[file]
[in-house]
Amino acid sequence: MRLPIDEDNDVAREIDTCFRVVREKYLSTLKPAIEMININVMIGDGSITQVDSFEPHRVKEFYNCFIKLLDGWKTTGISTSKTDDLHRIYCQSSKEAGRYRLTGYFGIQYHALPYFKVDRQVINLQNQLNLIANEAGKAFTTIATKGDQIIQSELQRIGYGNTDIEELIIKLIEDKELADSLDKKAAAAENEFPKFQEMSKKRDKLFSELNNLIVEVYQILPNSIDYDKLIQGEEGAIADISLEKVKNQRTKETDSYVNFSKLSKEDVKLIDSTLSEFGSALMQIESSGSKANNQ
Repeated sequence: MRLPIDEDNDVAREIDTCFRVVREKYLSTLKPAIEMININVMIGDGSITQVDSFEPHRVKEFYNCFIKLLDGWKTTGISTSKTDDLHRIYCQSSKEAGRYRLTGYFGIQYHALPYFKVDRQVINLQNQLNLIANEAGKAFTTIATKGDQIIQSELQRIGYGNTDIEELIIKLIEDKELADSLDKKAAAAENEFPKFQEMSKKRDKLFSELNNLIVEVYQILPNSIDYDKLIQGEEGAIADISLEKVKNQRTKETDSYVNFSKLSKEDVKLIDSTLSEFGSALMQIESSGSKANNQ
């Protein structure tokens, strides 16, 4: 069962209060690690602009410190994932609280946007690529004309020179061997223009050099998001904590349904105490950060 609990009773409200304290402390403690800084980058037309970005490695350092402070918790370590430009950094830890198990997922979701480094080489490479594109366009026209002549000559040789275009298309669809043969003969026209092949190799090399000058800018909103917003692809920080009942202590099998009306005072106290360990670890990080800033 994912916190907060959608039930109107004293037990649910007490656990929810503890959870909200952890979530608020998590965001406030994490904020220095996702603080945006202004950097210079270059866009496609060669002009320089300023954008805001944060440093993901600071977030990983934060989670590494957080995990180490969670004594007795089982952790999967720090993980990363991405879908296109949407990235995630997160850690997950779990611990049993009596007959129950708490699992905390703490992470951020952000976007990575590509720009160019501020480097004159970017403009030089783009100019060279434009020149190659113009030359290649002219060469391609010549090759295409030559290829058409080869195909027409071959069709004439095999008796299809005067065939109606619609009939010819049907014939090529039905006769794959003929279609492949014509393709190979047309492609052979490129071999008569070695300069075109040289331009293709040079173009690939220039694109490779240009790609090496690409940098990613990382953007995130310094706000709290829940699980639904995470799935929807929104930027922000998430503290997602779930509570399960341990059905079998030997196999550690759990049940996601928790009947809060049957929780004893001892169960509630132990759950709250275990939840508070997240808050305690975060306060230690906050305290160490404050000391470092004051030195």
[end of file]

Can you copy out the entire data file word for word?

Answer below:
[in-house]
Amino acid sequence: MRLPIDEDNDVAREIDTCFRVVREKYLSTLKPAIEMININVMIGDGSITQVDSFEPHRVKEFYNCFIKLLDGWKTTGISTSKTDDLHRIYCQSSKEAGRYRLTGYFGIQYHALPYFKVDRQVINLQNQLNLIANEAGKAFTTIATKGDQIIQSELQRIGYGNTDIEELIIKLIEDKELADSLDKKAAAAENEFPKFQEMSKKRDKLFSELNNLIVEVYQILPNSIDYDKLIQGEEGAIADISLEKVKNQRTKETDSYVNFSKLSKEDVKLIDSTLSEFGSALMQIESSGSKANNQ
Repeated sequence: MRLPIDEDNDVAREIDTCFRVVREKYLSTLKPAIEMININVMIGDGSITQVDSFEPHRVKEFYNCFIKLLDGWKTTGISTSKTDDLHRIYCQSSKEAGRYRLTGYFGIQYHALPYFKVDRQVINLQNQLNLIANEAGKAFTTIATKGDQIIQSELQRIGYGNTDIEELIIKLIEDKELADSLDKKAAAAENEFPKFQEMSKKRDKLFSELNNLIVEVYQILPNSIDYDKLIQGEEGAIADISLEKVKNQRTKETDSYVNFSKLSKEDVKLIDSTLSEFGSALMQIESSGSKANNQ
């Protein structure tokens, strides 16, 4: 069962209060690690602009410190994932609280946007690529004309020179061997223009050099998001904590349904105490950060 609990009773409200304290402390403690800084980058037309970005490695350092402070918790370590430009950094830890198990997922979701480094080489490479594109366009026209002549000559040789275009298309669809043969003969026209092949190799090399000058800018909103917003692809920080009942202590099998009306005072106290360990670890990080800033 994912916190907060959608039930109107004293037990649910007490656990929810503890959870909200952890979530608020998590965001406030994490904020220095996702603080945006202004950097210079270059866009496609060669002009320089300023954008805001944060440093993901600071977030990983934060989670590494957080995990180490969670004594007795089982952790999967720090993980990363991405879908296109949407990235995630997160850690997950779990611990049993009596007959129950708490699992905390703490992470951020952000976007990575590509720009160019501020480097004159970017403009030089783009100019060279434009020149190659113009030359290649002219060469391609010549090759295409030559290829058409080869195909027409071959069709004439095999008796299809005067065939109606619609009939010819049907014939090529039905006769794959003929279609492949014509393709190979047309492609052979490129071999008569070695300069075109040289331009293709040079173009690939220039694109490779240009790609090496690409940098990613990382953007995130310094706000709290829940699980639904995470799935929807929104930027922000998430503290997602779930509570399960341990059905079998030997196999550690759990049940996601928790009947809060049957929780004893001892169960509630132990759950709250275990939840508070997240808050305690975060306060230690906050305290160490404050000391470092004051030195």